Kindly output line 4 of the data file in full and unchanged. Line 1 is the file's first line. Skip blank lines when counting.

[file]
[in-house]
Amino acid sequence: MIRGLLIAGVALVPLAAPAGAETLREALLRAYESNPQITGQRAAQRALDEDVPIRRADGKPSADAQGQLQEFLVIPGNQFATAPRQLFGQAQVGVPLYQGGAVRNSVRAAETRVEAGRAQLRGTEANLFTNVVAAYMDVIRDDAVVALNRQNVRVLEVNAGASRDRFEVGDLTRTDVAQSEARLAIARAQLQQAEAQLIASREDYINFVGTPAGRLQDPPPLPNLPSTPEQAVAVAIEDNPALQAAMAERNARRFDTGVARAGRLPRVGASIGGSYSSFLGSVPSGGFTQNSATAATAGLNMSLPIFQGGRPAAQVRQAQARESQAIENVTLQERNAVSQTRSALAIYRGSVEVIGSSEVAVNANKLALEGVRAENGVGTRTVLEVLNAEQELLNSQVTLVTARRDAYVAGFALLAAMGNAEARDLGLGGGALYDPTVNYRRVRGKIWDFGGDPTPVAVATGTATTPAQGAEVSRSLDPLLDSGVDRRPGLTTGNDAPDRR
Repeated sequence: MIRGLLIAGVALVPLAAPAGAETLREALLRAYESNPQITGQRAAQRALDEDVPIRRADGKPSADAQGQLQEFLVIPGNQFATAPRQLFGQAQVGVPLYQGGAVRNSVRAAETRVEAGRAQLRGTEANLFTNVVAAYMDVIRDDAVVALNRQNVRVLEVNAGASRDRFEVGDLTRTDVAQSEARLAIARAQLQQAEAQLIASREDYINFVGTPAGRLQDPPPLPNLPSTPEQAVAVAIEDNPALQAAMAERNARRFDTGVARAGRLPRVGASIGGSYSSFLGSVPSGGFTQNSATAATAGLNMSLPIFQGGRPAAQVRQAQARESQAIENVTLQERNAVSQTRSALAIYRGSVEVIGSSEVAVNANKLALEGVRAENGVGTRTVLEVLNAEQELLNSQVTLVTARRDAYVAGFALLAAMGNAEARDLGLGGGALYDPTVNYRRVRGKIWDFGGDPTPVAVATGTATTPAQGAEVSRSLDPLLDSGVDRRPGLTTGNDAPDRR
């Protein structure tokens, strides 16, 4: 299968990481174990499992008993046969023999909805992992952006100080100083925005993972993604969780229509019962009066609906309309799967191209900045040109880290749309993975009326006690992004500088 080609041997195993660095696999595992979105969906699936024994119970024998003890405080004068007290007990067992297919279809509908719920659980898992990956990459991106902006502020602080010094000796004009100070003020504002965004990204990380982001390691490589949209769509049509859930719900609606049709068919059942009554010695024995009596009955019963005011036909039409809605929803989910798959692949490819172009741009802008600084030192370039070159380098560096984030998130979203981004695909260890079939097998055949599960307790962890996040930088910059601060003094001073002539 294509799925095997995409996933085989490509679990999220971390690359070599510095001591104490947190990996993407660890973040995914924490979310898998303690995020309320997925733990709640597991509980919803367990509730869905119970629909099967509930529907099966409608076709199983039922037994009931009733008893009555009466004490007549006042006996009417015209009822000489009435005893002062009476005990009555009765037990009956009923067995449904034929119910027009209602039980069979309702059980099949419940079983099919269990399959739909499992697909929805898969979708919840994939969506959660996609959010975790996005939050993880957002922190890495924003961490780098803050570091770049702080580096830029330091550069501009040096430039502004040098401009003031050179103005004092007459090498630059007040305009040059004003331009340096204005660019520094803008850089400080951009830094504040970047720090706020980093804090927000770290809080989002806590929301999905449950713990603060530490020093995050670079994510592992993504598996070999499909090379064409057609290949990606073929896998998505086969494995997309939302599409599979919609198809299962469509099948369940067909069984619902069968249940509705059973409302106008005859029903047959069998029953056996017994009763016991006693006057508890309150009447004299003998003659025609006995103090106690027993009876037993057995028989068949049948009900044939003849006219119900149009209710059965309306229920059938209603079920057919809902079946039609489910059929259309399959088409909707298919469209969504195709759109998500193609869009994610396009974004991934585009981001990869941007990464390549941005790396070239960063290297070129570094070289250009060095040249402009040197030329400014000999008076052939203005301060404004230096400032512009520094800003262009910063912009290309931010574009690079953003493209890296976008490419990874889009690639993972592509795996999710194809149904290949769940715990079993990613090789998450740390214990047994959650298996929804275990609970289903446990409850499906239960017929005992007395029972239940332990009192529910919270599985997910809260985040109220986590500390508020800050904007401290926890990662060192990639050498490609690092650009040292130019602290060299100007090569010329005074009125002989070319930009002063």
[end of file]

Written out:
């Protein structure tokens, strides 16, 4: 299968990481174990499992008993046969023999909805992992952006100080100083925005993972993604969780229509019962009066609906309309799967191209900045040109880290749309993975009326006690992004500088 080609041997195993660095696999595992979105969906699936024994119970024998003890405080004068007290007990067992297919279809509908719920659980898992990956990459991106902006502020602080010094000796004009100070003020504002965004990204990380982001390691490589949209769509049509859930719900609606049709068919059942009554010695024995009596009955019963005011036909039409809605929803989910798959692949490819172009741009802008600084030192370039070159380098560096984030998130979203981004695909260890079939097998055949599960307790962890996040930088910059601060003094001073002539 294509799925095997995409996933085989490509679990999220971390690359070599510095001591104490947190990996993407660890973040995914924490979310898998303690995020309320997925733990709640597991509980919803367990509730869905119970629909099967509930529907099966409608076709199983039922037994009931009733008893009555009466004490007549006042006996009417015209009822000489009435005893002062009476005990009555009765037990009956009923067995449904034929119910027009209602039980069979309702059980099949419940079983099919269990399959739909499992697909929805898969979708919840994939969506959660996609959010975790996005939050993880957002922190890495924003961490780098803050570091770049702080580096830029330091550069501009040096430039502004040098401009003031050179103005004092007459090498630059007040305009040059004003331009340096204005660019520094803008850089400080951009830094504040970047720090706020980093804090927000770290809080989002806590929301999905449950713990603060530490020093995050670079994510592992993504598996070999499909090379064409057609290949990606073929896998998505086969494995997309939302599409599979919609198809299962469509099948369940067909069984619902069968249940509705059973409302106008005859029903047959069998029953056996017994009763016991006693006057508890309150009447004299003998003659025609006995103090106690027993009876037993057995028989068949049948009900044939003849006219119900149009209710059965309306229920059938209603079920057919809902079946039609489910059929259309399959088409909707298919469209969504195709759109998500193609869009994610396009974004991934585009981001990869941007990464390549941005790396070239960063290297070129570094070289250009060095040249402009040197030329400014000999008076052939203005301060404004230096400032512009520094800003262009910063912009290309931010574009690079953003493209890296976008490419990874889009690639993972592509795996999710194809149904290949769940715990079993990613090789998450740390214990047994959650298996929804275990609970289903446990409850499906239960017929005992007395029972239940332990009192529910919270599985997910809260985040109220986590500390508020800050904007401290926890990662060192990639050498490609690092650009040292130019602290060299100007090569010329005074009125002989070319930009002063």